Newsletters: the market is booming!
Newsletters are making a strong comeback to help "Passion Economy" creators get their final breakthrough in today’s highly competitive world.
Tools like Substack, Ghost and Revue can be considered a major driving force behind this trend. A lucrative hobby? Intimate social network? Either way, newsletters have the potential to become the media of the future.
Read on and you’ll know what exactly I’m talking about.
A growing ecosystem
When people think about newsletters, they think about the content and the platform... and the thinking often stops there. This is wrong.
The colossal Passion Economy ecosystem is consolidating right before our eyes. This has a rather unusual impact on the world of media, communication, and marketing. This ecosystem is so vast that it deserves its own map: I embarked on a mission to create one and my “map” is still a work-in-progress (you're welcome to make your contributions!). Here is the link to the collaborative word google doc where you can suggest add-ons.
At the heart of this ecosystem, the platforms that allow newsletters to be published, especially those that offer specific solutions to creators. Below are some examples:
The emergence of blogletters (Yup I just made up the term... it's mine! ;) : Substack offers newsletters associated with a site and not the other way around. In other words, you create a newsletter and when you send it to your audience, the article is also published online. This technique hits two birds with one stone: the audience enjoy the newsletter and the website nudges the interested audience to subscribe because of the call-to-actions (CTAs) embedded into it. Everything is done to ensure that the visitor subscribes. Another special feature of Substack is the "question-answer" format which generates conversational articles to reinforce the connection with its readers.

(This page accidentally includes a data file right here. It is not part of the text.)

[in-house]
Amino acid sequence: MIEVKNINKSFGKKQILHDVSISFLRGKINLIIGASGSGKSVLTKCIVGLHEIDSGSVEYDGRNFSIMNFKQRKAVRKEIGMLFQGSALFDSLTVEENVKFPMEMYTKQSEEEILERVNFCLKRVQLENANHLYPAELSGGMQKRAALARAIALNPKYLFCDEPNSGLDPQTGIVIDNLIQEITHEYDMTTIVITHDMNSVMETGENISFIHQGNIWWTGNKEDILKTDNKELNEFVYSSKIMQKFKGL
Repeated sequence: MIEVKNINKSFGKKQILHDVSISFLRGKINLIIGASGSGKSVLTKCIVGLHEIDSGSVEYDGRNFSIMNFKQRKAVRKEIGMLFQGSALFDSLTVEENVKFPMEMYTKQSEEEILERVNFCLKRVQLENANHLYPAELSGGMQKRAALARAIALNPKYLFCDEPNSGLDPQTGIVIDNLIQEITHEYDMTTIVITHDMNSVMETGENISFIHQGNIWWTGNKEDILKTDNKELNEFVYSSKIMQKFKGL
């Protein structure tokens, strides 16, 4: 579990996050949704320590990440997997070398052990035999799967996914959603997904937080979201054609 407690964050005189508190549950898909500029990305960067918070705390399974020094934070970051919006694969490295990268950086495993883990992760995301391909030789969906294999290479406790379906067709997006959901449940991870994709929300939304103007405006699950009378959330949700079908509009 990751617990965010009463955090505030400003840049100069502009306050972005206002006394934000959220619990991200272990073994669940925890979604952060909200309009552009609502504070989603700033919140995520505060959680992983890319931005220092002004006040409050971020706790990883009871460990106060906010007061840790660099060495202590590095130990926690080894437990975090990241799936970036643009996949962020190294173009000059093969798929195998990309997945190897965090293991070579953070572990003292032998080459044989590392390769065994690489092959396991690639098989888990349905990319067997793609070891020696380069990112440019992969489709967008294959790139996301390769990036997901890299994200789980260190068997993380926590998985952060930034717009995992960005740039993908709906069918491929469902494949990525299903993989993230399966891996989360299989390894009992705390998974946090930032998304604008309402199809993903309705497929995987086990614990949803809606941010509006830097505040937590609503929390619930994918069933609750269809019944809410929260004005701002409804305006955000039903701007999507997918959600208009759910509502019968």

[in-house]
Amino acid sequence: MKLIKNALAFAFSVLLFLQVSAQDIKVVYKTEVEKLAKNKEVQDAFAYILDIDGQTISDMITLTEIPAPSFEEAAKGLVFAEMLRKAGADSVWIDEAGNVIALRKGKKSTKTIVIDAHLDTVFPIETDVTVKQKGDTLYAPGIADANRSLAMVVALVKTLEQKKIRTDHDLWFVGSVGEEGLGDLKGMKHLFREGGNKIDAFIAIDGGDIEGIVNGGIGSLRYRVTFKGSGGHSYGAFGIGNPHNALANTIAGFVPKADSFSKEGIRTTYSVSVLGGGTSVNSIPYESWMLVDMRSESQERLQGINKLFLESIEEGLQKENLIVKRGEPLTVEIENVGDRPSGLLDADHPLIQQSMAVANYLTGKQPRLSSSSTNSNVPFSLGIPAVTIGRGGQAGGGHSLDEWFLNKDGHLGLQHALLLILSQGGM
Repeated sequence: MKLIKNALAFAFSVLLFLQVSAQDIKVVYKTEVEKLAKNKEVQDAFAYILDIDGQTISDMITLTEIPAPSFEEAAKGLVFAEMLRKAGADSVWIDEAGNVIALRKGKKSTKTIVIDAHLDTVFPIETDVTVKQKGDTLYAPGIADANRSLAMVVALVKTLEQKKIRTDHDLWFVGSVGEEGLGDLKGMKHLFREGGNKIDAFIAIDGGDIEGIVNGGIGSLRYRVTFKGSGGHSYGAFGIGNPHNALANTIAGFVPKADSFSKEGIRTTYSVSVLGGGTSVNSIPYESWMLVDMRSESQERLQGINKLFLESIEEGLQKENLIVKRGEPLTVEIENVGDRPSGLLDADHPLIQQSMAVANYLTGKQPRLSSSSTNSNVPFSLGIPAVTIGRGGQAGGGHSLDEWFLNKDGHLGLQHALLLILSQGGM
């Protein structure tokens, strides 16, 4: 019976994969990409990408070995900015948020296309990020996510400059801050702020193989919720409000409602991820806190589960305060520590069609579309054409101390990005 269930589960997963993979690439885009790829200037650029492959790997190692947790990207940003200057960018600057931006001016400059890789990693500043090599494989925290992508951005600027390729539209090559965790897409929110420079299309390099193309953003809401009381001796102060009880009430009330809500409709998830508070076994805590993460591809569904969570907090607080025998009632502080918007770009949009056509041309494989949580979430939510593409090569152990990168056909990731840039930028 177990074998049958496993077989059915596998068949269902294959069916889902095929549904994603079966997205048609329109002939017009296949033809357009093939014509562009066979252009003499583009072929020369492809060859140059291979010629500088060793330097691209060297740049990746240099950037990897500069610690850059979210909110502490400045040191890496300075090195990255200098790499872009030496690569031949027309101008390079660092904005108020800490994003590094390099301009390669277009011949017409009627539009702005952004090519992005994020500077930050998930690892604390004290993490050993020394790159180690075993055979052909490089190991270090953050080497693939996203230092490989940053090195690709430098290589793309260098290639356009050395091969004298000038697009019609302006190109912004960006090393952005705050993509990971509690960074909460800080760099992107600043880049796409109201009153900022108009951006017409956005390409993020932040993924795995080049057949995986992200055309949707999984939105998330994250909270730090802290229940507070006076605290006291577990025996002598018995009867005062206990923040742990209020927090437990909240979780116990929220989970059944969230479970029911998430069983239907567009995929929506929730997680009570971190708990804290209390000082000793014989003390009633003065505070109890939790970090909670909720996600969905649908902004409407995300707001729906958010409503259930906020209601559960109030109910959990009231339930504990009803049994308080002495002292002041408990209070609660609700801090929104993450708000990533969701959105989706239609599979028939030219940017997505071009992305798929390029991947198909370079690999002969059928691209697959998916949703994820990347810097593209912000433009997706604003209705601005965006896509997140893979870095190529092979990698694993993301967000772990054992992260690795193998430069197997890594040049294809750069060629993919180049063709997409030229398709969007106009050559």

An embodied medium: We subscribe to a person because we want a direct link with people's brains: a connection that generates a personal relationship, trust, a unique sense of loyalty. This explains the exploding opening rates of this technique. With classic emailing, we reach (very painfully) 20-30% of opening rate on a qualified list and with a blogletter, we double this number. This percentage of 60-70% is enough to make any self-respecting email marketer drool!
Free vs. Paying: Although Substack and Ghost allow you to monetize these newsletters, not all tools give you this option. There are other platforms Memberful or Patreon that add bring a monetization brick (I didn't include them on this mapping because they don’t specialize in newsletters). Also, not everyone chooses to monetize. According to some experts on the subject, we should only consider monetizing after 1000 subscribers and a minimum 50% opening rate. Still, only 10% of these would lead to payment.
The nerve of the war? Community-building!
Another essential element of the blogletter is the existence of a "Knowledge Base." I refer to tools that encourage taking notes, structuring ideas, and building arguments: an anteroom for intellect and a space for expression which is designed as creators’ second brain. We often refer to "digital gardening."